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E-file—What's in It For Me?


This article originally appeared in the February 2004 issue of EDINews, the newsletter of the Electronic Data Initiative for Nonprofits (EDIN).

by Midori Morgan-Gaide, Manager, IRS EO Electronic Initiatives Office

In November's EDIN newsletter, we illustrated the differences in processing of electronic and paper returns. In reviewing this chart, it becomes clear that e-filing results in fewer IRS resources devoted to opening and sorting mailing, keypunching data, generating correspondence and filing returns. However, many of you are more interested in the benefits you receive by participating in e-file.

Paper Returns

Electronic Returns

Mailroom: Envelopes are opened payments extracted. Eliminated.
Sort: Returns are manually sorted by form number, e.g. 990, 1040, etc. Eliminated.
Data Entry: Certain data from returns are manually keypunched into a database. Automated: Identical data is automatically merged into same database.
Error Checking: Data is subject to validity and consistency checks. Automated: Many error checks are completed before returns are even accepted for processing.
Posting to Master File: Data from complete returns are uploaded to the Master File. No change in process.
Data from Master File downloaded into another database used to create pool of returns for audit. No change in process.
Storage: Complete and final returns are filed in a warehouse at or near the service center. Automated:100% of electronic data will be stored in a separate database.
Mailroom: Envelopes are opened payments extracted. Eliminated.


First and foremost, if we are not opening and sorting mailed returns, it means you aren't sending us mail! E-filing saves you time and money because you do not have to print (unless you choose to keep a paper copy in your files) and mail the return, which also means you do not have to pay for a proof of mailing, e.g. a certified return receipt. You also save time (which is money!) because many validity and consistency checks included in e-file software help you file a more accurate return. For example, if you inadvertently transpose part of your Employer Identification Number (EIN), our system will electronically notify you of the error before we accept your return for processing. This eliminates the need for later correspondence.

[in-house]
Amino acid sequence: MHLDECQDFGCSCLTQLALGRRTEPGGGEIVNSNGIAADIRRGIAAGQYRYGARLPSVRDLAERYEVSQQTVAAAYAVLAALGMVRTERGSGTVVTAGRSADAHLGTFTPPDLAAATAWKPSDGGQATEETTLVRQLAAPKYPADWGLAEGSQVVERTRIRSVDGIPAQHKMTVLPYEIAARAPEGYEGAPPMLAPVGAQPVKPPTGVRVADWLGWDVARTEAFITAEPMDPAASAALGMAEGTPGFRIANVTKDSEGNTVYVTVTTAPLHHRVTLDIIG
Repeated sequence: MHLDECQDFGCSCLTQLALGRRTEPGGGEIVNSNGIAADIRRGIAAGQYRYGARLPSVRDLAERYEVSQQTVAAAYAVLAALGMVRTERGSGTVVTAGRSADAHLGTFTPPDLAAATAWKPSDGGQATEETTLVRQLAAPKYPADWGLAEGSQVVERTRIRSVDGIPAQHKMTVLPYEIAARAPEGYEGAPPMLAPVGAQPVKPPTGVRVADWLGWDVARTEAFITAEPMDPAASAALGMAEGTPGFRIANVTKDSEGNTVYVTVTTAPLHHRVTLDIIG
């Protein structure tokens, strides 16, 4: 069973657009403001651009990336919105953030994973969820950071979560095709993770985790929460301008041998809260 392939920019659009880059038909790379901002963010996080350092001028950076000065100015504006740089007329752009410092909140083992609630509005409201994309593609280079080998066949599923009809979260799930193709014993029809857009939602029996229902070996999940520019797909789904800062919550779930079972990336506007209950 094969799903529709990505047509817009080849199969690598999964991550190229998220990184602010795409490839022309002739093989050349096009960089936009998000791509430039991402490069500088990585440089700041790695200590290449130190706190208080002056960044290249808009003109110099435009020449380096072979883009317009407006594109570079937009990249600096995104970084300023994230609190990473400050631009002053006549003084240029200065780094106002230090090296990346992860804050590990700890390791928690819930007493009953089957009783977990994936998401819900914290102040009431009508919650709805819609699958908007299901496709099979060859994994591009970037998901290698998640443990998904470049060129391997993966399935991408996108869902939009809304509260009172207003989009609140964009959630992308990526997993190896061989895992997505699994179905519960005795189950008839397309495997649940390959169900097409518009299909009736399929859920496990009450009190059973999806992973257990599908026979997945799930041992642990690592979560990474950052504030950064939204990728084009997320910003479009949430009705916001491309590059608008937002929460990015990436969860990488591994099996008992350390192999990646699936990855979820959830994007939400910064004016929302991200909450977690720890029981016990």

In the future, e-filers will have benefits available to them that paper filers will not have. These include use of the IRS e-services website, single point filing with the states and compliance with disclosure rules.

The e-services website allows an organization or practitioner to view their "account information" on-line. You can check your own filing status, request transcripts and check status of payments or refunds if applicable. Single point filing allows an organization to fulfill both IRS and state filing requirements with a single click. Finally, e-filing generates an electronic data file which you can use to respond to requests for copies of return more quickly and easily.

Bottom line—e-file is more efficient, effective and economical than paper filing for both the IRS and you!
Topics: Law and Regulations